'Gwen Stacy' #1 Will Feature Easter Eggs, New Characters, and a Mystery
Christos Gage digs into Gwen Stacy's life before she met Peter Parker -- find out what he has planned!
It's not news to say that Gwen Stacy is a big part of the Marvel Universe story. But what about the Gwen Stacy of Earth-616, the one who didn't become Ghost-Spider, the one who died tragically at the hands of Norman Osborn and was Peter Parker's first true love? While Ghost-Spider became one of Marvel's greatest young heroes, the original Gwen Stacy must have had a story before she met Peter Parker in AMAZING SPIDER-MAN #31 and her death in the groundbreaking AMAZING SPIDER-MAN #121. GWEN STACY #1, written by Christos Gage with art by Todd Nauck, is going to tell that story -- and you'll be able to read it when it goes on sale Wednesday, February 15 and kicks off a brand new limited series!
Marvel.com talked to Gage about what kinds of stories will be told in GWEN STACY -- and what popular TV show may have had a hand in inspiring parts of it!
GWEN STACY will take place before Gwen makes her first appearance in the original AMAZING SPIDER-MAN series. Without revealing too much, what can you tell us about what she was up to?
There are some things we know from existing continuity: Gwen went to high school at Standard High, and one of her classmates was Harry Osborn. Her father, George Stacy, was a police captain who worked with cops like Jean DeWolff and Yuri Watanabe, who will both be featured in this story. At some point his leg was injured, causing him to need a cane, and he retired from duty - we'll reveal how that happened. But we know very little else, so there's a lot of room to tell our story. It's a rich environment, both in terms of characters and relationships as well as the world they lived in. Harry's Dad, Norman, was the Green Goblin at this point, but the Goblin serum hadn't driven him quite as insane as it later would -- he had more down-to-Earth goals. Crime boss Lucky Lobo had just been taken down, leaving a void in the underworld. The Goblin and the Crime Master had teamed up to take over organized crime, but their relationship was tense. Captain Stacy is in the thick of that, and Gwen gets drawn in, too. At the same time, she's running for class president with the help of her friend and campaign manager Harry and her boyfriend Darius (a new character -- come on, of course she dated other guys before Pete!), and trying to get the scholarship she'll need because her family isn't rich like some of her classmates. Without spoiling too much, everyone gets pulled into the tumultuous situation brewing in the city.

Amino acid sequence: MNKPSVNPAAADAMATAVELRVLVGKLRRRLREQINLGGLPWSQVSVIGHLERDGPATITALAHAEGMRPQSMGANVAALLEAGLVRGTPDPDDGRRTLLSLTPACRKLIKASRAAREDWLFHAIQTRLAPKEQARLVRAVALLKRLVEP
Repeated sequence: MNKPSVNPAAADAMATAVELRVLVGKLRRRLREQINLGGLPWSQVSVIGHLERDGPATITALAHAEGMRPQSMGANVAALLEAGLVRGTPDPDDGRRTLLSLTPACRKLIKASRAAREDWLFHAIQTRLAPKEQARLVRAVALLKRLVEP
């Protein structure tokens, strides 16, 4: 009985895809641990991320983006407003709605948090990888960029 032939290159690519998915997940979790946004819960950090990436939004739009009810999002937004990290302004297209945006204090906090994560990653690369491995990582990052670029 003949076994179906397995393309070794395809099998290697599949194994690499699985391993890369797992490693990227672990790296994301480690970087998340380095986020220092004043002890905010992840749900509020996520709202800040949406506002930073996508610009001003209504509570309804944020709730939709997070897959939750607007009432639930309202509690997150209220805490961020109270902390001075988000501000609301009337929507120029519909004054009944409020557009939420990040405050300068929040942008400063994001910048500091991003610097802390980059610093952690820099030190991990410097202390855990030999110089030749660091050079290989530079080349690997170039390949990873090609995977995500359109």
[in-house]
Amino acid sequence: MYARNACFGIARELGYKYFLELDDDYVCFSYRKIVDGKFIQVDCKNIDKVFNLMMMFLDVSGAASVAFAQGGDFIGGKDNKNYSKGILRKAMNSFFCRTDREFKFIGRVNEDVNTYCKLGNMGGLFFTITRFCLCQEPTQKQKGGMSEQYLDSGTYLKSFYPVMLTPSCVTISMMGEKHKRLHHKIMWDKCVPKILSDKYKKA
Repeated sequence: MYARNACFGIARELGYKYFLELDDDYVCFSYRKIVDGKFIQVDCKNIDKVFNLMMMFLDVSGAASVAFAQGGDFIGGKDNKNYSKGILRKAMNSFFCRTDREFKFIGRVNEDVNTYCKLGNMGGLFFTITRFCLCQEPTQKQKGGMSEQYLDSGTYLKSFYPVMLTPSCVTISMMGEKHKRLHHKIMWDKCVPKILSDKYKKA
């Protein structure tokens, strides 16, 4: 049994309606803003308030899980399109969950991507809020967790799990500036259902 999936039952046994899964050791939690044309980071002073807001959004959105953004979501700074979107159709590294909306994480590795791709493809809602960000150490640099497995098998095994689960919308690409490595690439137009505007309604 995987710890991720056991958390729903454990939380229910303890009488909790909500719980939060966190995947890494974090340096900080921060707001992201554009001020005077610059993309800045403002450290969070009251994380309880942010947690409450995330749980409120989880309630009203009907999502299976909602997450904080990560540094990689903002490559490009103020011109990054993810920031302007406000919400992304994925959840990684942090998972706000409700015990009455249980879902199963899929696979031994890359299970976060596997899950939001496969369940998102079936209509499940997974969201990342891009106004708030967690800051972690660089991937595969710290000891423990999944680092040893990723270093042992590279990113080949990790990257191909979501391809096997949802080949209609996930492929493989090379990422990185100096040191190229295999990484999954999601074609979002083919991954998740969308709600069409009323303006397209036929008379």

Is this meant to be a light-hearted series about a fun, young woman, or are there going to be surprising revelations about Gwen?
The tone we're going for is like the TV show Veronica Mars: there are definite moments of light-hearted fun, but there are also deadly serious, dangerous things going on. There are a few things that we think are shocking revelations, but not in the way the way some readers will expect. Like, we're not going to reveal she was secretly a ninja or something. She’s still the Gwen people know and love but you don’t know almost anything about who she was (or what relationships she had) in high school before she met Pete at Empire State University, so we have a lot of room to tell stories about that period. Hopefully there will be something for everyone.
Will there be easter eggs that fans will notice? If so, how did you decide on what to reference?
There will be easter eggs galore. Ralph Macchio, who has been at Marvel since the '70s, is a consulting editor on this, and I've been reading Marvel comics for 40 years, so between us we're covering that ground pretty thoroughly. And Todd Nauck, who’s drawing this, is a super fan too. So, our approach has been that if I can put in an easter egg that longtime fans might catch, but a new reader won't lose out on anything by not knowing it, we'll do it. It doesn't have to be a Spidey reference; there's a scene where characters are talking about going to the movies and I had them mention the Gem Theater, above which Luke Cage will one day have his office. It's an offhand comment, but sharp-eyed readers may catch it. So I'm not messing around here, I'm all in! Then, of course, there are the characters who haven't been around in a long time but who are perfect to use in this, like Frederick Foswell, the former criminal Big Man-turned-reformed, crusading reporter for the Daily Bugle. So, yeah... easter egg hunters will have a lot to look for.
What do you like the most about Todd Nauck’s art?
He can really do it all. The fun moments, the scary moments, action, romance... He's an incredible storyteller, and his character acting is second to none. In fact, he's so good with telling the story just through the art, I've probably written more silent sequences in this than in any other project I've worked on.
How do you approach writing a book when so many Marvel fans know what happens to the character in the end?
Honestly, it hasn't felt like a problem. I mean, yes, we know Gwen isn't going to die in this story (because she dies in AMAZING SPIDER-MAN #121), but let's face it, we know Spider-Man isn't going to die in his stories either. There are plenty of other stakes we can explore. We know Gwen's mom passed away before she met Pete. How did that affect her? What made her father retire? What was their relationship like? Did she have a boyfriend in high school? What was their relationship like? Readers know what happened to Gwen AFTER she met Peter Parker. But they don't know what happened BEFORE. That's our story.
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